...space factories, space tourism, awhole new transportation system to serve that ecosystem, all connected by satellites andcommunication techniques. All of that crease this new space Iot and it's transformational.It's going to make low earth orbit the next big ecosystem and it's really interesting. One of the things that we often hear from venture capitalists is that thecompanies doing really interesting things in space have much too long of a time horizonto be like interesting as portfolio companies. It feels like spacs fill that gapeffectively. Is that your view on it? Yeah, I agree. Spacs area great new vehicle to help some of these private startup companies mature withwith the time skills needed to field new hardware and space and ultimately become asuccessful public company. And traditionally space is a hardware and software kind of business. VC money often, I'll say, shies away from hardware businesses and tendsto focus more on just digital and software. Space Business also tends to have higherregulatory burdens, you know, and certification for space hardware if you're goingto put humans into space. Arguably the most difficult thing that mankind does isputting humans in space. But those higher regulatory boundaries you'll also tend to extendthe timelines. So sometimes venture capitalists don't have enough patients for those kind ofinvestments, whereas a spack can come alongside these private companies not only be aprovider of capital but also a provider of additional technical depth and operational experience,really a long term kind of business partner, and and that's really the business modelthat we've developed with our new vista spack. So we're looking for greatemerging technology space companies, companies who will make this space iot environment a reality, but they can also use a partner who can bring a strong amount ofcapital along technical expertise and operational expertise,...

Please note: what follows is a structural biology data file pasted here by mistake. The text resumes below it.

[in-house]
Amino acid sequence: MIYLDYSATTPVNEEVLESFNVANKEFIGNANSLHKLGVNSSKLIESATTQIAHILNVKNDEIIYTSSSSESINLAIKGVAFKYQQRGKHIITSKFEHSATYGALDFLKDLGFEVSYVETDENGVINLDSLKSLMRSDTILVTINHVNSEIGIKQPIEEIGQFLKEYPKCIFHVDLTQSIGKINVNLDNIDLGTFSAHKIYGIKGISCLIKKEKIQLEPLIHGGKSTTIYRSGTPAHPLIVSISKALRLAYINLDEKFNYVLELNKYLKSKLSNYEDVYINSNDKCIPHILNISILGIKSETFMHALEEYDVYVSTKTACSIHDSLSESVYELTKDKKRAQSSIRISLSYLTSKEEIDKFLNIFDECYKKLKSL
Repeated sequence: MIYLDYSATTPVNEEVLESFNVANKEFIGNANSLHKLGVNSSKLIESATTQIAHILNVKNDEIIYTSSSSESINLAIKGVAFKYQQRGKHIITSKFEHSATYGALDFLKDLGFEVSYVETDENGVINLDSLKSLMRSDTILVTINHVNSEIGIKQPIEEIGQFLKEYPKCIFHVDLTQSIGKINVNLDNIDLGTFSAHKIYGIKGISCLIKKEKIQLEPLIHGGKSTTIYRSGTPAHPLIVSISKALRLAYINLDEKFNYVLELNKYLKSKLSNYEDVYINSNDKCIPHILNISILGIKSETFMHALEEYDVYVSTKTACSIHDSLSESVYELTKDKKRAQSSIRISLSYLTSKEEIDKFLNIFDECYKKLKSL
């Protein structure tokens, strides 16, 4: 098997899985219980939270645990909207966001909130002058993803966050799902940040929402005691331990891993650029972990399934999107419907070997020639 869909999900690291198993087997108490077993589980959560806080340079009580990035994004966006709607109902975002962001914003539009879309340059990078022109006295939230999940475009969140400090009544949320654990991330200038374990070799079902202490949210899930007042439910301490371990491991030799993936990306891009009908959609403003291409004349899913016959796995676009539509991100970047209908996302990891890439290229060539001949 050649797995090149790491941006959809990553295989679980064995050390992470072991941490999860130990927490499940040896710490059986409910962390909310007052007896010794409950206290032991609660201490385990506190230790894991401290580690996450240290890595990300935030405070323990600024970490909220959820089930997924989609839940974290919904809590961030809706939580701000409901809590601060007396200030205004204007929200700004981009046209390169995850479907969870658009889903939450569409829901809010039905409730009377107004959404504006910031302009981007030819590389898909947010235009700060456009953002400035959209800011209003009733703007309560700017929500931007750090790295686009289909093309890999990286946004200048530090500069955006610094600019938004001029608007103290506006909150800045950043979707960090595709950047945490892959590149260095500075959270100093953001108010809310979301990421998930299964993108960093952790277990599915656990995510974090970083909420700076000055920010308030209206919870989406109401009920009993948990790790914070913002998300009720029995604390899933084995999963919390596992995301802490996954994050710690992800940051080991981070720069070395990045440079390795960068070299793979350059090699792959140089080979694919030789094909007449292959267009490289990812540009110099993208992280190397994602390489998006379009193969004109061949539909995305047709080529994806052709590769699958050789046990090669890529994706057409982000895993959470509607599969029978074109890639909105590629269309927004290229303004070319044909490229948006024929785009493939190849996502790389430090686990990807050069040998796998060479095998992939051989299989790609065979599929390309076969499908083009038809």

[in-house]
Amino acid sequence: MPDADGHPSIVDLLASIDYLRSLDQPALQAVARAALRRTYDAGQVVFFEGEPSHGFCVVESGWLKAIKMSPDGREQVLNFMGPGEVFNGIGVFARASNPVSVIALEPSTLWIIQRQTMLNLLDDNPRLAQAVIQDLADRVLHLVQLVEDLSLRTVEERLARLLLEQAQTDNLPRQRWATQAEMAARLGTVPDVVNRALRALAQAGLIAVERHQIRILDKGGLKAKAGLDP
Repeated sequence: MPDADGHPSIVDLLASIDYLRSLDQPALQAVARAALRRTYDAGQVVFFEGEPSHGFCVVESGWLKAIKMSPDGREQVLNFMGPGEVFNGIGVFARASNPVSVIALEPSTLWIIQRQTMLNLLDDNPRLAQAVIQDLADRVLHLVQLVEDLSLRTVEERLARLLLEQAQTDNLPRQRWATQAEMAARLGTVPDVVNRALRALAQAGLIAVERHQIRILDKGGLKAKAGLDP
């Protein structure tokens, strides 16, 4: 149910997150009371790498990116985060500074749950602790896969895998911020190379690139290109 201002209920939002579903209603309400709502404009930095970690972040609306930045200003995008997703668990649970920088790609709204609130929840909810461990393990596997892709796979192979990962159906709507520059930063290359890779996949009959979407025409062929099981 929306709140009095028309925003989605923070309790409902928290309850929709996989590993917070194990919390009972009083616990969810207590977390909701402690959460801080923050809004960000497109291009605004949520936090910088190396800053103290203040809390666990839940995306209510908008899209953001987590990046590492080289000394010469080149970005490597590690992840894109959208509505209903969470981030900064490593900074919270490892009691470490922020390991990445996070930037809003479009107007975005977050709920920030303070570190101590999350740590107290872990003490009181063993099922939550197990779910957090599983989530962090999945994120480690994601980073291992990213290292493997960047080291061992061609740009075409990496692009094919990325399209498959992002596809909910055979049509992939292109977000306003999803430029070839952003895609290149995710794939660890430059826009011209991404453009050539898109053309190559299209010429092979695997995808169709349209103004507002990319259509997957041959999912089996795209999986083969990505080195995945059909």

...with a long view of the ideaof ultimately producing a successful public company, you know. So some of ourlisteners out there are probably asking themselves, Hey, look, space is themost fascinating thing that you can do. I The entrepreneur in question, thisFi digious person and interested in starting a company or directing my company towards spaceto participate, you know, in this really exciting arena. What advice wouldyou have for a smaller company that wanted to participate in Space Iot? What? What are some of the gaps that you think will be there? Maybea smaller company could be really effective at that, like the larger companies.Obviously going to do the huge pieces like the propulsion systems and things like that, but are there gaps that you think, if you were advising you say,Hey, look, I really think if you focused he or there's someopportunities to get in there. We see several several evolving space based markets wheresmall companies are being successful. One is in the in the launch market andsmaller rockets, medium sized rockets, many rockets, if you will, withsmaller payloads, so as satellites get smaller in size, but these nanosatellites andmicrosatellites I talked about earlier, the size of the rocket to take them intospace comes down and is simplified and and we're seeing a number of companies thatare entering that marketplace with the idea of reducing the cost to get to space, breaking the cost curve and thereby increasing access to space. That's a veryluquidive area and a number of new startups are being very successful there. Asecond area of interest is in a satellite to design itself, with companies whoare now d printing satellites, designing new very small scale satellites that are networkedwith very sophistically a payloads and putting thousands of those on orbit with multiple launches. Again, that's something that the capital and scale of a small company canactually achieve. So that's an exciting area...